• Providing road users with more real-time and personalised information covering congestion, on-going incidents, planned roadworks, events and the availability of electric vehicle charging points, giving them alternative routes if necessary;
  • A greater focus on improving journey experiences, including considering lorry parking facilities as part of the design and planning of projects where a need is identified;
  • Enabling the transition to zero carbon motoring by supporting the installation of around 2,500 open-access rapid charge points for electric vehicles on the network by 2030;
  • Continuing to invest in infrastructure for non-motorised users such as walkers, cyclists and horse risers, including possibly acquiring more land to create physically segregated “link” paths and cycle lanes alongside and away from the highway;
  • Increasing proactive maintenance – fixing problems before they emerge – with the aim of reducing large repairs and disruption on the network, while also driving efficiency and roadworker safety through the increased use of autonomous plant on work sites;
  • Maximising opportunities to support biodiversity through initiatives such as the planting of an additional 3 million trees up to 2030.

Crucially, National Highways will propose continuing to take sustained action to cut carbon emissions at every opportunity.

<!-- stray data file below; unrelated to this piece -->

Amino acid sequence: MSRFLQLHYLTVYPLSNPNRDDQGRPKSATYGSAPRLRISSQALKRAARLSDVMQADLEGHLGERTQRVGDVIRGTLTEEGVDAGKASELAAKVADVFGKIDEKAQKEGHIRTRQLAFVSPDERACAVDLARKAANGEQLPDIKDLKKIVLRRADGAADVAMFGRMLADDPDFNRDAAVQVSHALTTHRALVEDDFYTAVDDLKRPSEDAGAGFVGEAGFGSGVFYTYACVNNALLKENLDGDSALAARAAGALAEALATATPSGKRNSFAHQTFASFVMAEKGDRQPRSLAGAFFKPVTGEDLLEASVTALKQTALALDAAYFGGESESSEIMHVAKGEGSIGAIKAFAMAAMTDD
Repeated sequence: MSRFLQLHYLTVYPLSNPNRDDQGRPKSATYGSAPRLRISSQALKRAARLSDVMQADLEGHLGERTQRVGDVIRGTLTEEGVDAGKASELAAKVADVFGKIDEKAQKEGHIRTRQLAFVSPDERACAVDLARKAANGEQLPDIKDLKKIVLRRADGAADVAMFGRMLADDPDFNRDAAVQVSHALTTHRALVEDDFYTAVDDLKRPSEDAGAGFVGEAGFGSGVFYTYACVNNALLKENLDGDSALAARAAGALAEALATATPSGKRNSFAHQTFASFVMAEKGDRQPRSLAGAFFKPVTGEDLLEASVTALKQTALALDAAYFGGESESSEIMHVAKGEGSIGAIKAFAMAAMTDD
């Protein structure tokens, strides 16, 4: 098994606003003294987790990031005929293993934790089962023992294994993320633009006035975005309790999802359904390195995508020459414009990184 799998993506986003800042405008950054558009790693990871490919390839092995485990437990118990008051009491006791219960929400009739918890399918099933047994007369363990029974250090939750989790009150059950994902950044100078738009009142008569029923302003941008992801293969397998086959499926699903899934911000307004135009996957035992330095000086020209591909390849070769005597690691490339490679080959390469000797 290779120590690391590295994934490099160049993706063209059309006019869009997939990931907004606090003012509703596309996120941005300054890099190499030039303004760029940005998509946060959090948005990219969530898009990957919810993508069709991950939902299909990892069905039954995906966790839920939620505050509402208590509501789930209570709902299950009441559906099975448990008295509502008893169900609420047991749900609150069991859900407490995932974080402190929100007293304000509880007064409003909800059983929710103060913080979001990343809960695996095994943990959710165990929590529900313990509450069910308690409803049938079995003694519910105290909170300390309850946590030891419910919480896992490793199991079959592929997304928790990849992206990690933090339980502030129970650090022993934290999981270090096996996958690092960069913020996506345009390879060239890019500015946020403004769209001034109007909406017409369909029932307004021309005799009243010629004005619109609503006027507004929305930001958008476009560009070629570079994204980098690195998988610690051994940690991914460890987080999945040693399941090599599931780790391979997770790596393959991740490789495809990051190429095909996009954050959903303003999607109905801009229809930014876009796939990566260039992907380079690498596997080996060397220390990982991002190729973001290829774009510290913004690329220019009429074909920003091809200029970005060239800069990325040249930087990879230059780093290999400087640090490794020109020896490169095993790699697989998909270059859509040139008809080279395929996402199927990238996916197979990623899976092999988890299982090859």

By 2030, maintenance and construction emissions will be cut by up to 50% by minimising new works, using lean construction practices and carbon management approaches. The company’s own corporate emissions will also be cut to net zero by 2030 – without the use of purchased offsetting – through the transition to renewable energy, converting most road lighting to low-energy LEDs and other initiatives such as transitioning all traffic officer vehicles to electric power.

Facilitating the shift to electric vehicles through the installation of additional charge points will help deliver the UK’s climate change commitments while improving air quality for communities close to the network.

The DfT will consult widely on the initial plan to inform the development of its draft Road Investment Strategy (RIS) for the third road period, from 2025 to 2030.  Any decisions on National Highways’ proposals will also be subject to decisions on levels of funding for the five-year period, which are yet to be finalised.

The move to five-year funding cycles in 2015, and the increased long-term financial security this has supported, has already paid dividends for the strategic road network. Over the second road period from 2020 to 2025 the company expects to have sustained up to 64,000 jobs in the construction industry and added £27 billion to the economy, mainly via a £10.5 billion programme to improve the strategic road network.

National Highways will also continue to work on delivering a number of schemes included within RIS2 during the third road period from 2025 to 2030. This includes projects such as improving the A303 near Stonehenge, the Lower Thames Crossing and the A66 Northern Trans-Pennine dualling scheme, all of which are designed to improve traffic flow, boost connectivity and reduce congestion.